The parts that are in the foreground, closer to the viewer, partially cover the elements in the back. This allows you to visualize the depth of space in your drawing.

Tonal rendering

By using tonal rendering, you can create the illusion of spatiality in your drawing. The depiction of light, shade, and shadow will make the drawn hands appear three-dimensional.

Tonal rendering should be done taking into account the shapes of the hands. Follow the shapes and curves with your shading.

Albrecht Dürer’s study below is an excellent example of overlapping, foreshortening, and tonal rendering applied to the drawing of hands.

Study of Hands by Albreht Dürer
Study of Hands by Albreht Dürer. Public domain. Image source

Start your drawing with the larger shapes

Start by simplifying the shapes of the hands into larger blocks and masses. This will make it easier to draw them. In the next step, move from the large shapes to the smaller details.

Aging of the hands

Our hands change throughout our lives, from birth to old age. The texture of the skin changes, but so do the muscles and joints, and this affects the shape of our hands.

Representation of hands in art history

The human hand is a recurring motif in rock art from around the world. They are present in the Americas, Europe, Australia, and Asia. Some of them are 30,000 years old. You can view these beautiful works of art on the website of the Bradshaw Foundation.

In the Middle Ages, little emphasis was placed on the representation of the human body. During the Renaissance, there was a renewed need for art to depict the human body in a realistic way.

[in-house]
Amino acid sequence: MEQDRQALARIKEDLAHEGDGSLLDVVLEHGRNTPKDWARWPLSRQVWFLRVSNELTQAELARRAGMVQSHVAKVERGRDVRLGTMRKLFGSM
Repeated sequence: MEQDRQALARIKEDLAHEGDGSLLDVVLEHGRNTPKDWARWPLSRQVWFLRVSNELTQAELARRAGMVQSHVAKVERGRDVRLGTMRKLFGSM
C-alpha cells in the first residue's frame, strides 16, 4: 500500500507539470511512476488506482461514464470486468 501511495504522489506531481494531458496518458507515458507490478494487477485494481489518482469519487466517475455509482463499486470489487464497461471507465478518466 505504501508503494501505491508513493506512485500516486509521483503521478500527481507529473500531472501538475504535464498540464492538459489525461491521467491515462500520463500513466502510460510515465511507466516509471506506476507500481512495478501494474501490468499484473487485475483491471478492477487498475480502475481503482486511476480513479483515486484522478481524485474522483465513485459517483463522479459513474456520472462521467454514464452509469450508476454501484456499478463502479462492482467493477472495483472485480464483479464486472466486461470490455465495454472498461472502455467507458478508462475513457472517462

The best-known artists of the Renaissance, including Leonardo da Vinci, Michelangelo Buonarroti, and Albrecht Dürer, have studied human anatomy in depth. It was clear to them that the layers under the skin had an effect on the appearance of the body surface.

I encourage you to study the drawings and techniques of the great masters and learn from the greatest artists. Feel free to make copies of the drawings of the old masters for practice.

Leonardo da Vinci’s drawings left to posterity show a keen interest in human anatomy. In addition to the hands of women and men, we can also observe the hands of babies in his drawings and paintings.

Madonna and child by Leonardo da Vinci
Madonna and Child by Leonardo da Vinci. Public domain. Image source

One of the best-known representations of hands can be seen in Michelangelo Buonarroti’s fresco depicting the creation of Adam.

Creation of Adam by Michelangelo
Creation of Adam by Michelangelo. Public domain. Image source

Albrecht Dürer, a Renaissance artist of German descent, also dealt extensively with the proportions of the human body, developing his own canon. Among his drawings, we find several hand studies. The Study of an Apostle’s Hands (Praying Hands) is probably the best known.

Albrecht Dürer Study of an Apostle's Hands
Albrecht Dürer Study of an Apostle’s Hands. Public domain. Image source

Final thoughts

Drawing the hand poses a challenge to novice artists, as it is perhaps the most complex part of the human body.

To be successful in drawing hands, we need to learn their proportions and anatomy, as well as the principles of perspective. Although drawing hands seems difficult at first, it can be learned with proper instruction and practice.

About Me


My name is Debora, and I’m the founder of Drawing Fundamentals. I work as a civil engineering technician. I acquired the basic knowledge necessary for freehand and technical drawing during my school training, further developing and perfecting these skills throughout my years in the profession. Through my blog, I aim to assist anyone interested in learning to draw.